KANSAS CITY, Mo. —Four years after two former utility company executives were last tried, federal prosecutors are trying to get their case back on track.
They've asked U.S. District Judge Julie Robinson to set a third trial for David Wittig, former CEO of Topeka-based Westar Energy Inc., and his chief lieutenant, Douglas Lake, between Dec. 8 and March 29. Robinson will hold a hearing Monday to consider the request.
Wittig and Lake, who were forced out of the Westar in late 2002, are charged with conspiracy and circumvention of internal controls.
Those are the remaining charges in a case that once included wire fraud and money laundering. Prosecutors claim the two used a variety of schemes to boost their compensation at Westar and then attempted to hide their actions from company officials and regulators.
The men have denied wrongdoing and said the utility's board of directors knew what they were doing.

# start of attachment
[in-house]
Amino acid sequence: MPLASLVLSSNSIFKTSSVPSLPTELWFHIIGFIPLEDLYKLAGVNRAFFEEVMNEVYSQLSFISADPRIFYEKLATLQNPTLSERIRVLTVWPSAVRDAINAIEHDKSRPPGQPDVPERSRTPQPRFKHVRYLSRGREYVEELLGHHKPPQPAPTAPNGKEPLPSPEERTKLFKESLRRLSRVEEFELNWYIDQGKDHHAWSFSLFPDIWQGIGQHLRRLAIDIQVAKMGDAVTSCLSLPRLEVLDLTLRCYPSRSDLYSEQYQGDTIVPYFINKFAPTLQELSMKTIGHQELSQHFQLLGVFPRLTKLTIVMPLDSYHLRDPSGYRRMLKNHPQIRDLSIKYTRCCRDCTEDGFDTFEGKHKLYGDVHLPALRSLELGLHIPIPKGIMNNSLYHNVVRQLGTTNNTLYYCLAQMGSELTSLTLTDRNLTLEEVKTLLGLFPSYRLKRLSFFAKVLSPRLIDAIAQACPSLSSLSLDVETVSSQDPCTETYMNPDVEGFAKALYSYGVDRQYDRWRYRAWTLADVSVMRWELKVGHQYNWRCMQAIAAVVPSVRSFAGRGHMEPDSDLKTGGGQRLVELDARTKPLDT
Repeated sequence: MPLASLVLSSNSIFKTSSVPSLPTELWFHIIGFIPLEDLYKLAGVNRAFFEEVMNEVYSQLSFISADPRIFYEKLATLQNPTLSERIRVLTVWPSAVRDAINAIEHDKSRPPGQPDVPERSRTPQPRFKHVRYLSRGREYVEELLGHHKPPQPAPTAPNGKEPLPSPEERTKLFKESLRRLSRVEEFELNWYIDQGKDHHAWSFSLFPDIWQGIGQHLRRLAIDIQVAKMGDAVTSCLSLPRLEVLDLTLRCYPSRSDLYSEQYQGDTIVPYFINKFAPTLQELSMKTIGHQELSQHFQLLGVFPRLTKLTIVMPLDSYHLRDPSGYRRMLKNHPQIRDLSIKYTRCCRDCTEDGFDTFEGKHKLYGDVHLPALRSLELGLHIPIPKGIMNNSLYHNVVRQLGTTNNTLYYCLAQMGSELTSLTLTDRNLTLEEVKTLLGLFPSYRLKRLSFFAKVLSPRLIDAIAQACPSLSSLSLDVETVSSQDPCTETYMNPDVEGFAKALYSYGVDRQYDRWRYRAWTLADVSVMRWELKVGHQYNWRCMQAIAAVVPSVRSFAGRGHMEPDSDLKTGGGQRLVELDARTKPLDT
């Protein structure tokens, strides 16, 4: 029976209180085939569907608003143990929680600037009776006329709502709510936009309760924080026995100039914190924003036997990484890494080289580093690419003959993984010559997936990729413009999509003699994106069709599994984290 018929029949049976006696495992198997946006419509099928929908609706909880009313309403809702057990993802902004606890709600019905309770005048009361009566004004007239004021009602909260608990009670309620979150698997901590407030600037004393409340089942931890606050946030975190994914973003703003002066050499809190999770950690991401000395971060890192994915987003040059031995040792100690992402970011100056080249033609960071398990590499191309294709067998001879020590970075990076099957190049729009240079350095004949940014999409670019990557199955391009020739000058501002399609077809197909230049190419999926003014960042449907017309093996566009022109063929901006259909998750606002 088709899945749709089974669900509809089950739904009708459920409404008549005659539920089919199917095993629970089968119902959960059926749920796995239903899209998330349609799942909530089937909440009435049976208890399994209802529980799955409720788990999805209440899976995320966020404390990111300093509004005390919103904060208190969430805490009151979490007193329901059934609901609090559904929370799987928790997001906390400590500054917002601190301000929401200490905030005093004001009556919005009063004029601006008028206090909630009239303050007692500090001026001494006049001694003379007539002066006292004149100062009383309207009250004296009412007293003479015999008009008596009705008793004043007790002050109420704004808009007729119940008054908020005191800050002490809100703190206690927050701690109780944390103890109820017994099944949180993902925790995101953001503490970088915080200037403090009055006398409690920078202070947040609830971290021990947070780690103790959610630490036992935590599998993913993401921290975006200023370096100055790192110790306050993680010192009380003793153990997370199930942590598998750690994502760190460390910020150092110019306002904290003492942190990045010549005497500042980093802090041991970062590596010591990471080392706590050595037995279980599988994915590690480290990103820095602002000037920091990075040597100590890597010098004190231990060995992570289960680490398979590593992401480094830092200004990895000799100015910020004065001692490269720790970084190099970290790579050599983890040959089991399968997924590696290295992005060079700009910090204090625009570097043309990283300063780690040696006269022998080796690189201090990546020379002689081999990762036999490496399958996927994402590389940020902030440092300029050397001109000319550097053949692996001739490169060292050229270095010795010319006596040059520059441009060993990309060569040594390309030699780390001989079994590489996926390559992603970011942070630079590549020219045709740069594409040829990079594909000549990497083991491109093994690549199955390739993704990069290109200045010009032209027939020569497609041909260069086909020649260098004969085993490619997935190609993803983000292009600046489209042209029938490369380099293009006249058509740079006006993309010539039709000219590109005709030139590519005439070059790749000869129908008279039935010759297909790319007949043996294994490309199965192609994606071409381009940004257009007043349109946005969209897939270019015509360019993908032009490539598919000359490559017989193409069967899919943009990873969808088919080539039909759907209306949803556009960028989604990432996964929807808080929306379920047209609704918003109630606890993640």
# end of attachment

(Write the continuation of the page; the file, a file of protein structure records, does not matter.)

An attorney for Lake declined to comment Tuesday on the third trial while an attorneys for Wittig didn't immediately return a phone call for comment.
Their first trial, in 2004, ended in a hung jury. They were convicted a year later but the 10th U.S. Circuit Court of Appeals in Denver threw out those convictions, saying prosecutors didn't provide enough evidence of wire fraud and money laundering. The appeals court banned prosecutors from bringing those counts back for retrial.
Prosecutors decided to retry the men on the conspiracy and circumvention charges, and a third trial was scheduled for September 2008.
The trial was put on hold after Wittig's and Lake's attorneys argued the issues raised in the remaining counts were the same as those raised in the counts blocked by the appeals court. They said a new trial would therefore violate a constitutional ban on trying people twice for the same crime.
The appeals court rejected that argument last summer.